For many summer may end on Labor Day. For me over the past couple of years, summer ends on Oct. 15 when Main Street Square sculptor Masayuki Nagase puts away his tools, removes his protective tent, boards the plane and returns to his home in Berkley, California.
This summer you may have watched him at work drawing and incising his designs on the large granite blocks situated at the Square. Or you may have listened to his Thursday noon-hour talks about his work and plans, or maybe you studied his work when you attended functions at the Square, or watched children playing in the vertical jets of water. Or perhaps you just thought about checking out his stone work, but never did get to it.
Now you have eight months to look at it until his return, or better yet, study his incisions on the granite blocks on the Square’s Main Street side. It’s his interpretation of the effect of water on the gradual carving of the Badlands over eons of time. It’s so, so subtle. Water life, shells, sea grasses, gentle changes mark Nagase’s ideas about water and time — lots of time — in the Badlands.
Nagase said during a discussion at the conclusion of this year’s carving that part of his winter months will be spent developing and refining his ideas for next summer. His work then will move to the Sixth Street granite stones for interpreting the effect of wind on the Black Hills. That’s a topic that may get more feedback from local residents. We’re all personally more familiar with the wind in the Black Hills than we are with the water effect on the Badlands!
I’m looking forward to his return and the fleshed out design plans he will complete over the winter months. But I have a sense that in addition to finalizing the wind plans for the Sixth Street granites, he’ll also be thinking about the tall, vertical towers at the Square’s corner entrance. That’s the most difficult challenge Nagase told his audience just before he left for California.
The sculptor himself will not be in Rapid City until June, but he has left us with educational opportunities and challenges during the intervening months.
One is the placement of local artists in a few elementary schools for short periods of time. The intent is to connect students to new ideas by using the arts to interpret their thoughts. As we know most elementary teachers are not trained to teach art. Some enjoy the arts and want to share that interest with their students but don’t know exactly how to go about visual arts instruction; many are simply not interested. This program is intended to help fill that gap or at least show that there is a way to connect visual arts to the study of other subjects.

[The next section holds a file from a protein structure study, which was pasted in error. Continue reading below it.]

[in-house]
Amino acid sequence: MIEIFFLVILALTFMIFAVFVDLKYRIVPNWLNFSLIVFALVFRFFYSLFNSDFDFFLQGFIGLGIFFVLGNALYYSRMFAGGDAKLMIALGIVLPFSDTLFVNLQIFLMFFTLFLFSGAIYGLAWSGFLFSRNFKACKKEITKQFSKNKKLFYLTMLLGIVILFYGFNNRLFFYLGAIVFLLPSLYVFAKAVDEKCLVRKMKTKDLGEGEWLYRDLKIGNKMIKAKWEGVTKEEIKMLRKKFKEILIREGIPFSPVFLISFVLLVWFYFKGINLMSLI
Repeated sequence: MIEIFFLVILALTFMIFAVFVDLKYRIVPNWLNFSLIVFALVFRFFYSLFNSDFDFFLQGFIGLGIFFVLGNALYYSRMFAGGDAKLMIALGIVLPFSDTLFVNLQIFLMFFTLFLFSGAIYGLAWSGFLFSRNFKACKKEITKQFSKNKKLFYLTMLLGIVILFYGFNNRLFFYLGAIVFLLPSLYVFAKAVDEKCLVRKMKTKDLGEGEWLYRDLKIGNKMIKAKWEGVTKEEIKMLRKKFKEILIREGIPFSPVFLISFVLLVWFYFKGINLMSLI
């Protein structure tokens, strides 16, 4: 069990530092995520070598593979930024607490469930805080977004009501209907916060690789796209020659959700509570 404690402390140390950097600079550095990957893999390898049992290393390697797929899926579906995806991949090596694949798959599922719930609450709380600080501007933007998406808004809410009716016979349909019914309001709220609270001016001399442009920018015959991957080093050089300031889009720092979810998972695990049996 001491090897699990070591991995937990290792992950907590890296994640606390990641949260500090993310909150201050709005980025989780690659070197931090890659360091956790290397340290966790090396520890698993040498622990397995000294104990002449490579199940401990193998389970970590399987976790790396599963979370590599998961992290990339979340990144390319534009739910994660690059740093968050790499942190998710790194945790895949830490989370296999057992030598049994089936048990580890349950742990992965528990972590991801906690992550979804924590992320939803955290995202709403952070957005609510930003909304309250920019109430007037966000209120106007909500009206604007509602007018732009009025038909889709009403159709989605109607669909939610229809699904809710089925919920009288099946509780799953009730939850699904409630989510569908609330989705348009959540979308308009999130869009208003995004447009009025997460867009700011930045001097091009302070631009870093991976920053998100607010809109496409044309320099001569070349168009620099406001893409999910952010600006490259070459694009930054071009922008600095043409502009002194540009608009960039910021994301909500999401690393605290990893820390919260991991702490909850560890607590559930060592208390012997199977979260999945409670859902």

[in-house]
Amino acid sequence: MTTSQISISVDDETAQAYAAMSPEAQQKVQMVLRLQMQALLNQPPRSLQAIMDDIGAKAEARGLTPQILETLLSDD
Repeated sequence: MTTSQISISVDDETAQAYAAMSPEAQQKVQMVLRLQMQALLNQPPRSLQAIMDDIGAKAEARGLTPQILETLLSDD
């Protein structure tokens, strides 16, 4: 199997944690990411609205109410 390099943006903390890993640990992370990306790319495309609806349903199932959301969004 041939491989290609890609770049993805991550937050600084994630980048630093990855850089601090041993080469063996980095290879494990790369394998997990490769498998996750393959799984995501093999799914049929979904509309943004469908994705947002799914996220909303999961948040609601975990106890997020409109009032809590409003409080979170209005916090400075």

A second connection is moving out statewide in a curriculum developed and shared by Rapid City teacher Gabrielle Seeley and is based on Nagase’s sculpture project. It, too, helps students think creatively while using the arts as a technique to bring people together. The curriculum is titled “Oceti Sakowin” meaning “the people of the Seven Council Fires,” which includes the Lakota, Dakota and Nakota people. It fits well with the Main Street Square sculpted granites and their ability to bring people together through Nagase’s work.
Yet another extension of this major art project was the “Wind and Water” exhibition that was on display last month at Prairie Edge. This statewide invitational asked committee-selected artists to interpret the theme in their work. They did so, using film, sculpture, paint, paper, fabric, photography and mixed media. A similar exhibition is being discussed for 2016 or ’17 at the conclusion of Nagase’s work at the Square granites.
It’s exciting to see the extent of a single idea followed by the creativity of people not just in Rapid City but spread throughout the Hills, West River and east to the state border with Minnesota. It is our own whirlpool with ever widening ripples.